How do I clean 'rusty' rocks?

shadedjc(z4 MN)April 29, 2005

I hunted for dozens of nice rocks last year, hauled them home and then landscaped and planted around them. I then watered my new garden and discovered my outdoor hose did not go through the rust filter and all my rocks are rust colored. What can I do to clean them up? Is there a chemical or something I can use to clean them???/

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The problem may not have been your hose, but the rocks. If the rocks have iron in them & they get wet, the iron can precipitate out & you will see rust. I have had the same problem with some of my rocks, & am placing the iron rocks in areas that do not get water.
You could try sanding them with a light abrasive. In the desert, that is how nature cleans them.

    Bookmark   May 5, 2005 at 10:21AM
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shadedjc(z4 MN)

No, these definitely are rusty from the water. I've now put a new iron filter on my "outside" water and should have no more problems with that. But thank you for the abrasive answer... I will try that. THANKS!

    Bookmark   May 5, 2005 at 5:08PM
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How To Clean Rock Landscaping Stones (removing unwanted iron stains & mineral deposits)

(IMPORTANT: When using any rock cleaning methods, safety comes first! Where applicable, always wear approved protective safety glasses and rubber gloves where appropriate. And of course, using common sense is a must).

Here are useful tips and guidelines on several simple enhancing techniques to clean unsightly stains or stubborn crust material from landscaping rocks before placement in your garden. (Note: Be sure to first thoroughly scrub and wash off all caked-on dirt, sand, and lose mineral deposits from stones using a brass bristle brush while continually rinsing with water using a garden hose with spray-nozzle to removing such debris by water pressure):

-- Using Oxalic Acid ( A slow but effective process)

Anything that has the word "acid" sounds ominous. But oxalic acid is easy to find, use and the safest cleaning agent. In fact it is found in many vegetables including spinach. It is used to dissolve the iron oxide (brown or red) stain on all types of stones. Rock specimens collected at Phoenixville, Ellenville, Case Quarry, NH smoky quartz and many others clean up beautifully with oxalic acid. However, some stones may not respond as well, so its best to test beforehand on small specimens to see how they react to this type of cleaning agent.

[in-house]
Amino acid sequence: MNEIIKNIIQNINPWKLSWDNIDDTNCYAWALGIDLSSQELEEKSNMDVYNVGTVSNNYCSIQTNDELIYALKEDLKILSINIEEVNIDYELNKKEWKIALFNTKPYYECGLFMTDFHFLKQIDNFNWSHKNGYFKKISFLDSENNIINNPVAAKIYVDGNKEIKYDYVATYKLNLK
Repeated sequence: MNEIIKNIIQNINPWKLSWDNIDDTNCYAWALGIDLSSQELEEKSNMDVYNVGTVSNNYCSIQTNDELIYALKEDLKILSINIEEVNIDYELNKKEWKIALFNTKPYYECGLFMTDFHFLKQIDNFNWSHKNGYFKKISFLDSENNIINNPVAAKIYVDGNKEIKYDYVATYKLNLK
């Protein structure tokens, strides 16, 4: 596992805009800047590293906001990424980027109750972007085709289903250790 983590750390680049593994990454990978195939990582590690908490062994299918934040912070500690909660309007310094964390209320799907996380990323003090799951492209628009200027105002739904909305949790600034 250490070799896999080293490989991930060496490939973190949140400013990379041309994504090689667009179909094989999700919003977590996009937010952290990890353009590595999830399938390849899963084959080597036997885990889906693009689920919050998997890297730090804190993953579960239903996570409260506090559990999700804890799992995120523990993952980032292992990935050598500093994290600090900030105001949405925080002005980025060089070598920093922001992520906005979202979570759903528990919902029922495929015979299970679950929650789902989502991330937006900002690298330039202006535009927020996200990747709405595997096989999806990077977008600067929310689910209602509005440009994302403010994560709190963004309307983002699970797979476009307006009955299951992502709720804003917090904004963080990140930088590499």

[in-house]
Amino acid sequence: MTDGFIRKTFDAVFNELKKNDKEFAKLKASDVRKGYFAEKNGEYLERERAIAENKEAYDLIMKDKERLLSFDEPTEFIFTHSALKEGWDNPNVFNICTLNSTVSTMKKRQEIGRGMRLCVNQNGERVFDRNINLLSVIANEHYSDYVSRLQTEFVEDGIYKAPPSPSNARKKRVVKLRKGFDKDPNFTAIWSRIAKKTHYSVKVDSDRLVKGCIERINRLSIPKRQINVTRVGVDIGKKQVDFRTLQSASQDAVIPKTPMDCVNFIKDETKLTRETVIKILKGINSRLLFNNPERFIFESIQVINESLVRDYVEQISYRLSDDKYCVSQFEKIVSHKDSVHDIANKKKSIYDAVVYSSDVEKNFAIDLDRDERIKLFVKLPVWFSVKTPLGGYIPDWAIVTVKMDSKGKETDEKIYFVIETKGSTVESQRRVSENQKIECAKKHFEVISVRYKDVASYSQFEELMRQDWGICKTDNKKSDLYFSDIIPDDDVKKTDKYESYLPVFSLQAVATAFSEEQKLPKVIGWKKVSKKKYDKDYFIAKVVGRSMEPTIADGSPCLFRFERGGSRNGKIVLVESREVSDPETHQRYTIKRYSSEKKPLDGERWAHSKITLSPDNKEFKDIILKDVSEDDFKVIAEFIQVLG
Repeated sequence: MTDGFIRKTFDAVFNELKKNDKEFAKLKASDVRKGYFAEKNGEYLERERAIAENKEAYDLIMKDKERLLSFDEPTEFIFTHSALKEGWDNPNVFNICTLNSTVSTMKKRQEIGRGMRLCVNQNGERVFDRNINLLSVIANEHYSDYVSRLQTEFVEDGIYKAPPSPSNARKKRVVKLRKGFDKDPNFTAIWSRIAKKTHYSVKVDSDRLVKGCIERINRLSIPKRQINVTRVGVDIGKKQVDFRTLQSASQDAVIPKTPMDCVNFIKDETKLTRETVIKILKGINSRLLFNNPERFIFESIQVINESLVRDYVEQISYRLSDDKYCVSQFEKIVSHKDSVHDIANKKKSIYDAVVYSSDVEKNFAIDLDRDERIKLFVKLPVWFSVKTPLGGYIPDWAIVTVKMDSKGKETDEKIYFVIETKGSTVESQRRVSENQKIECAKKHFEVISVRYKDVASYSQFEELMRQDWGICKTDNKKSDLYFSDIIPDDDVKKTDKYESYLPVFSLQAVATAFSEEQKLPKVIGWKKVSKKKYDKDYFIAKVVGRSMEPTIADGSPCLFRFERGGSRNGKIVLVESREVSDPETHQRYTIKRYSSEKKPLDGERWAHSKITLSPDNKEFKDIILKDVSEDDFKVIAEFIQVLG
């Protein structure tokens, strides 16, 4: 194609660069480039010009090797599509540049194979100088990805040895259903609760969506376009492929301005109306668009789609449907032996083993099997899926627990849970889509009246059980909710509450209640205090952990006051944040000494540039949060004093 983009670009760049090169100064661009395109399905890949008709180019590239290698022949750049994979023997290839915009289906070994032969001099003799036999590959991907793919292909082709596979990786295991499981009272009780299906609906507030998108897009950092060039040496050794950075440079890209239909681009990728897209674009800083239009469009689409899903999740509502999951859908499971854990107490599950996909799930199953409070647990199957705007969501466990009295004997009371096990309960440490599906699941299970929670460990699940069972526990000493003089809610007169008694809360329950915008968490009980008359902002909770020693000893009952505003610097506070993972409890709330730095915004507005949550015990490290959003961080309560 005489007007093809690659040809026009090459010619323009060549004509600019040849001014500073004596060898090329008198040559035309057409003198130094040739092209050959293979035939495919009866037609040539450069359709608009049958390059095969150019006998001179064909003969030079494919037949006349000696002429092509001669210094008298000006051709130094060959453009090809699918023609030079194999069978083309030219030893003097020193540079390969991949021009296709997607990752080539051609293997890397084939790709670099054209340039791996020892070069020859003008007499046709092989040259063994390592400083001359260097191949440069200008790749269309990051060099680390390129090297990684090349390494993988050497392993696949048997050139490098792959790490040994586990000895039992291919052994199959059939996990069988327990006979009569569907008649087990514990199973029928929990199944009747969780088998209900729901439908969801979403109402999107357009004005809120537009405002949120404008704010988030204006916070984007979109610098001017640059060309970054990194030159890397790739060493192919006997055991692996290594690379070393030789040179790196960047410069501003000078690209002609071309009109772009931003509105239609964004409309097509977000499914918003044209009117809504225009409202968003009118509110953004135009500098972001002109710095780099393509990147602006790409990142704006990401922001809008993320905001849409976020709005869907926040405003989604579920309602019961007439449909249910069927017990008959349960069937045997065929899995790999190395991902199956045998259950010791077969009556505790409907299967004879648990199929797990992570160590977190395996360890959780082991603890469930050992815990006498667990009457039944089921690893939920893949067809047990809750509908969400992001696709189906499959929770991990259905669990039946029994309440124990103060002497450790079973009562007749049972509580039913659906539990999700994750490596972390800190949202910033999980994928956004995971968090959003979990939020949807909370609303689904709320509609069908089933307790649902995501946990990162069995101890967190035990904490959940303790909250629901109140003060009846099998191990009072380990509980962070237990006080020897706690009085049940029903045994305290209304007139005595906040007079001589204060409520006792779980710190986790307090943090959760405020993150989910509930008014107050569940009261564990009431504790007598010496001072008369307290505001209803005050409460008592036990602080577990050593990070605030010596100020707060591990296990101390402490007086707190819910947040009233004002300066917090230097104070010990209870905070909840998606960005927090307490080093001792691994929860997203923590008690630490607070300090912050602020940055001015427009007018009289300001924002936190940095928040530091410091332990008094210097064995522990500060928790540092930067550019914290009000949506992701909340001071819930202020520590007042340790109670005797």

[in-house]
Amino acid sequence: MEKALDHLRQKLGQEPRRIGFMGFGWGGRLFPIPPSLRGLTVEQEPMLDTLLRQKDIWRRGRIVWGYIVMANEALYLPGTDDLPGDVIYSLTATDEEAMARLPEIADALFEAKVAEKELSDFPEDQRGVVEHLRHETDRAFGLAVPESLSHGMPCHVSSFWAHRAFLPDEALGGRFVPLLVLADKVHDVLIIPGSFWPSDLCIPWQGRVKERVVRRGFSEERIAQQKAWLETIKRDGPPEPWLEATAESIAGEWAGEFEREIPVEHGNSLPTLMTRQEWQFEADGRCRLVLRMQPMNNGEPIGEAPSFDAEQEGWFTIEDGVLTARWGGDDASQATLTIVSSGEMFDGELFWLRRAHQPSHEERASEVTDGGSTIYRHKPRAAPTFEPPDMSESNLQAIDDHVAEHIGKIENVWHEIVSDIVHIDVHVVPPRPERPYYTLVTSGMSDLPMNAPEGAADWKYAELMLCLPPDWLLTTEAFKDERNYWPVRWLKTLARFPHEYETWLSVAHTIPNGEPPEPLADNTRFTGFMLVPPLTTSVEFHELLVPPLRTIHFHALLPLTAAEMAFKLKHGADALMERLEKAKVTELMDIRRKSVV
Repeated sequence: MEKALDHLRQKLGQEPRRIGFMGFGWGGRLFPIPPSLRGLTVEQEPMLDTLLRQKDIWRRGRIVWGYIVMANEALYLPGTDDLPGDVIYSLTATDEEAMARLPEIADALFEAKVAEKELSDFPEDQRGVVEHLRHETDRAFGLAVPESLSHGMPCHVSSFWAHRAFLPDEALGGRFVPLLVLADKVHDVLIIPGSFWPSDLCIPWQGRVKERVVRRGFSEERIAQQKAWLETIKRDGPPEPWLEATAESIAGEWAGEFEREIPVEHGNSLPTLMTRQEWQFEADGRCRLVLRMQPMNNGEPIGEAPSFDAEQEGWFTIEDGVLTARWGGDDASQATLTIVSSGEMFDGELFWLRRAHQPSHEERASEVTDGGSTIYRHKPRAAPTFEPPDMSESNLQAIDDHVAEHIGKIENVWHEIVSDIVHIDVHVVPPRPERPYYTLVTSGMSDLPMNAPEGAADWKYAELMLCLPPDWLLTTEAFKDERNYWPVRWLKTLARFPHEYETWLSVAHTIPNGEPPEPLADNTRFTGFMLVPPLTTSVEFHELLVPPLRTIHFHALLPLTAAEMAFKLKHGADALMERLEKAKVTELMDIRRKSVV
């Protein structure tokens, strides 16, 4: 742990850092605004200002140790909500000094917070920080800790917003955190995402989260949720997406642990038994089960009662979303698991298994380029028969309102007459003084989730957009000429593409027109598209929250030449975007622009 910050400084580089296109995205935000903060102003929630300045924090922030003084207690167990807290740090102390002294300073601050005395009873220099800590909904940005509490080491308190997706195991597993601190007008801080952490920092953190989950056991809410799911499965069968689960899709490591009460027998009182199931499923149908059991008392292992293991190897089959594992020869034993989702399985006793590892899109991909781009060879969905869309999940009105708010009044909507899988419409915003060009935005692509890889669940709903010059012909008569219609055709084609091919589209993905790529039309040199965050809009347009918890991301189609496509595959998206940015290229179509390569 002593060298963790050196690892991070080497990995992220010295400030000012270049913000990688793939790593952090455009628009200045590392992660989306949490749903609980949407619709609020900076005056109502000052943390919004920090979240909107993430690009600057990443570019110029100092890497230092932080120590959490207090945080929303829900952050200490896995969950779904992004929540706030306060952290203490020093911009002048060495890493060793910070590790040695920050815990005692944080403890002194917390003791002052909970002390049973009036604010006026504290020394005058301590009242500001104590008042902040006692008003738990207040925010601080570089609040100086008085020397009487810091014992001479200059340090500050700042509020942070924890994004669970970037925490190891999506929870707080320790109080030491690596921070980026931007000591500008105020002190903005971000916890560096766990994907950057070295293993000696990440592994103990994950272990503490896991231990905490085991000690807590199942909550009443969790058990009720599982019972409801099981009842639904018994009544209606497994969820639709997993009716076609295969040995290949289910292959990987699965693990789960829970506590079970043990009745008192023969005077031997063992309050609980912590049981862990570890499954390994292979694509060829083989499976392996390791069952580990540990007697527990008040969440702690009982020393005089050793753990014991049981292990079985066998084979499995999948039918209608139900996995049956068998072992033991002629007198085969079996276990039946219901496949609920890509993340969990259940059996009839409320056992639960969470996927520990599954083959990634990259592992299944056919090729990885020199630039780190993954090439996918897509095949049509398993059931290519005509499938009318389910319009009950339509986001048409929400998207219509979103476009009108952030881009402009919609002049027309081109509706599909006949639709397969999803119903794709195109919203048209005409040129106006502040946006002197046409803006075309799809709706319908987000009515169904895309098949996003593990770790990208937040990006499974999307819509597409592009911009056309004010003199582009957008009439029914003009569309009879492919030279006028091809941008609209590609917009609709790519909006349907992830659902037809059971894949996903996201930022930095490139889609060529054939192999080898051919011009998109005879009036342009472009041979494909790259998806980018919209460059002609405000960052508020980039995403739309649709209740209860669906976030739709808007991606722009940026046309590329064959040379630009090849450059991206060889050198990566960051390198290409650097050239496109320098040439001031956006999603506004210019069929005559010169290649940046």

To make this as simple as possible here is an effective four step process - do not take any shortcuts or make substitutions.

1. Purchase a one pound box of Oxalic Acid (OA) powder at your local hardware store in the paint department or at a paint store. It is used as wood bleach and will be labeled as such. The most common commercial brand is "Rainbow".

2. Fill a plastic one gallon container 3/4 full with hot tap water. Pour in the OA crystals and stir for five minutes. Be careful not to inhale any powder when adding the OA crystals. Once they fully dissolved in the water top off the container with more hot water to a full gallon. For safety sake, label the container and put out of reach of children or pets.

3. When ready to use this stone cleaning agent, place your rock(s) in a plastic container and add enough OA solution to cover the rock(s). Set aside for several days.

4. After the stain colors have disappeared, with rubber gloves on remove the rock(s) and wash under running water for several minutes. Next soak in clean water for a day changing the water as often as possible.

To speed up the last process (step #4), using heat and/or agitation will help. If you have a hot plate that can be set up outdoors or in an area with good ventilation then repeat step #4 but heat the solution only to bath water hot - Never Boil!!! An hour in hot solution usually will do the trick. Best of all is an ultrasonic cleaner with built in heater. Sometimes only 30 minutes is necessary. But you should not put the OA directly into the stainless steel basin. Make a double boiler type of arrangement by partially filling the ultrasonic cleaner basin with water. Then place your rock(s) and OA solution in a plastic container or heavy duty plastic bag that is suspended in the water.

You can reuse this cleaning solution over and over. As it dissolves more and more iron from rocks it will get darker often taking on a green color. After the cleaning solution gets really dark discard it and mix a new batch. Safety is important. OA solution is highly toxic. It can absorb through the skin and builds up in your organs cumulatively. Same goes for the fumes, which is why you never boil the solution and always have proper ventilation when using the heated solution. Be careful not to spill the solution on porcelain and keep away from food preparation surfaces.

In spite of all its bothersome concerns, this is one of the best all around method for cleaning rocks.

-- Using Muriatic Acid

This rock enhancing cleaning technique is a more aggressive - but very effective. Hydrochloric Acid is available in most hardware stores as Muriatic Acid. It is usually sold in one gallon containers and is used to clean masonry as a rust remover. In spite of its easy availability, it is dangerous. Do not inhale the fumes or get any on your skin or in your eyes. Always wear appropriate eye protection, rubber gloves, and old clothes. Keep your arms covered even if it is a hot day. And always observe the safety precautions on the container.

There are two main uses for hydrochloric acid: removing carbonates like calcite that often are the last minerals to form on rocks, and of course, the more aggressive removal of iron oxide rusts stains (which acts faster as a rust stain remover than Oxalic Acid). The former use is the most common and often produces staggeringly beautiful results because the calcite layer being dissolved had protected the stone surface underneath. If hydrochloric is used to remove iron oxides from rocks be careful that there are no carbonates in it that you want to preserve in the stone's surface. The acid will dissolve them. Which is why, no matter what kind of stone you are cleaning, always test your cleaning agents on it in an inconspicuous spot to make sure you will not ruin its overall desired natural appearance.

The basic cleaning procedure is:

1. Again, wash the rock(s) in clean water to remove any remaining loose sand and dirt to make the acid last as long as possible (NOTE: sand and dirt contains iron oxide which will quickly exhaust the reactionary properties of acid).